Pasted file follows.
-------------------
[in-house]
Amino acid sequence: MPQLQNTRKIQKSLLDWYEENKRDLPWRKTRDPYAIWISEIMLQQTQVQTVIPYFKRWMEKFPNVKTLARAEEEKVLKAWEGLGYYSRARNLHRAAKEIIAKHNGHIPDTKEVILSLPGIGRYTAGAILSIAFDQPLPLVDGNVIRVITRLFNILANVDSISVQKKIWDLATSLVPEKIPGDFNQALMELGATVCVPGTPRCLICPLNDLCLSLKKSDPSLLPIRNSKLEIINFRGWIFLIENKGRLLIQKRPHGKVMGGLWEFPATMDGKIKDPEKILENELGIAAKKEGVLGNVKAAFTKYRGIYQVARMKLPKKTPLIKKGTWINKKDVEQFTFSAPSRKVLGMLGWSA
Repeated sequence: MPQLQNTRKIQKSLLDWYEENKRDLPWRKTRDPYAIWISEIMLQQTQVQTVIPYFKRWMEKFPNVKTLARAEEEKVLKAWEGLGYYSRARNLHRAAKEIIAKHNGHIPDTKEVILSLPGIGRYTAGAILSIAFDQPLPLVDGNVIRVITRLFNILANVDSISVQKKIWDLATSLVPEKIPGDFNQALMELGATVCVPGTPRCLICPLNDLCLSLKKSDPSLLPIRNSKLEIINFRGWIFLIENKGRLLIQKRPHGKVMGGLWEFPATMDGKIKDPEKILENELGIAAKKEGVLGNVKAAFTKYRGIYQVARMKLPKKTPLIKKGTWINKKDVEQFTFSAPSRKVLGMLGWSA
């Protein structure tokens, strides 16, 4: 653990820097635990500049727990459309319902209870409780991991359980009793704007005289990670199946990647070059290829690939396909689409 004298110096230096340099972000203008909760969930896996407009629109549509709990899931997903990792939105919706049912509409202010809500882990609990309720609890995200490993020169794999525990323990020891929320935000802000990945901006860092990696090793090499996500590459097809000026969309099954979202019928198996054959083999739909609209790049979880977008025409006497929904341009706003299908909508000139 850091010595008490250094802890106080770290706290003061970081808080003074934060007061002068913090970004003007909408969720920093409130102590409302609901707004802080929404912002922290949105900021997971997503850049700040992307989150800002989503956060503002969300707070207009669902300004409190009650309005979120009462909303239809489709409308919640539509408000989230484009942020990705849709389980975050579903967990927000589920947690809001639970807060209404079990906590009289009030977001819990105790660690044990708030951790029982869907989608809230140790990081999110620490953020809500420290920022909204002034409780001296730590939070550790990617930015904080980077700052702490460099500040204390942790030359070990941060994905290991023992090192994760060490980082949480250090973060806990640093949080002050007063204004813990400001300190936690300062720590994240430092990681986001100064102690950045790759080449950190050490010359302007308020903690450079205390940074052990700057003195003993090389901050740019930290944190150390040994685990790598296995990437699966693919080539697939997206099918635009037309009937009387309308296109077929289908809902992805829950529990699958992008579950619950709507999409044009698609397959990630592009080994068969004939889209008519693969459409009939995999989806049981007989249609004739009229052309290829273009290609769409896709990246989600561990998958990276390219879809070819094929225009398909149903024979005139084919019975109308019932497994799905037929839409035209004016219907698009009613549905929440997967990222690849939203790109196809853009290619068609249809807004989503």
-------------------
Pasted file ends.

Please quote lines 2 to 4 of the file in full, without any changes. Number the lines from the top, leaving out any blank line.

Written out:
Amino acid sequence: MPQLQNTRKIQKSLLDWYEENKRDLPWRKTRDPYAIWISEIMLQQTQVQTVIPYFKRWMEKFPNVKTLARAEEEKVLKAWEGLGYYSRARNLHRAAKEIIAKHNGHIPDTKEVILSLPGIGRYTAGAILSIAFDQPLPLVDGNVIRVITRLFNILANVDSISVQKKIWDLATSLVPEKIPGDFNQALMELGATVCVPGTPRCLICPLNDLCLSLKKSDPSLLPIRNSKLEIINFRGWIFLIENKGRLLIQKRPHGKVMGGLWEFPATMDGKIKDPEKILENELGIAAKKEGVLGNVKAAFTKYRGIYQVARMKLPKKTPLIKKGTWINKKDVEQFTFSAPSRKVLGMLGWSA
Repeated sequence: MPQLQNTRKIQKSLLDWYEENKRDLPWRKTRDPYAIWISEIMLQQTQVQTVIPYFKRWMEKFPNVKTLARAEEEKVLKAWEGLGYYSRARNLHRAAKEIIAKHNGHIPDTKEVILSLPGIGRYTAGAILSIAFDQPLPLVDGNVIRVITRLFNILANVDSISVQKKIWDLATSLVPEKIPGDFNQALMELGATVCVPGTPRCLICPLNDLCLSLKKSDPSLLPIRNSKLEIINFRGWIFLIENKGRLLIQKRPHGKVMGGLWEFPATMDGKIKDPEKILENELGIAAKKEGVLGNVKAAFTKYRGIYQVARMKLPKKTPLIKKGTWINKKDVEQFTFSAPSRKVLGMLGWSA
């Protein structure tokens, strides 16, 4: 653990820097635990500049727990459309319902209870409780991991359980009793704007005289990670199946990647070059290829690939396909689409 004298110096230096340099972000203008909760969930896996407009629109549509709990899931997903990792939105919706049912509409202010809500882990609990309720609890995200490993020169794999525990323990020891929320935000802000990945901006860092990696090793090499996500590459097809000026969309099954979202019928198996054959083999739909609209790049979880977008025409006497929904341009706003299908909508000139 850091010595008490250094802890106080770290706290003061970081808080003074934060007061002068913090970004003007909408969720920093409130102590409302609901707004802080929404912002922290949105900021997971997503850049700040992307989150800002989503956060503002969300707070207009669902300004409190009650309005979120009462909303239809489709409308919640539509408000989230484009942020990705849709389980975050579903967990927000589920947690809001639970807060209404079990906590009289009030977001819990105790660690044990708030951790029982869907989608809230140790990081999110620490953020809500420290920022909204002034409780001296730590939070550790990617930015904080980077700052702490460099500040204390942790030359070990941060994905290991023992090192994760060490980082949480250090973060806990640093949080002050007063204004813990400001300190936690300062720590994240430092990681986001100064102690950045790759080449950190050490010359302007308020903690450079205390940074052990700057003195003993090389901050740019930290944190150390040994685990790598296995990437699966693919080539697939997206099918635009037309009937009387309308296109077929289908809902992805829950529990699958992008579950619950709507999409044009698609397959990630592009080994068969004939889209008519693969459409009939995999989806049981007989249609004739009229052309290829273009290609769409896709990246989600561990998958990276390219879809070819094929225009398909149903024979005139084919019975109308019932497994799905037929839409035209004016219907698009009613549905929440997967990222690849939203790109196809853009290619068609249809807004989503």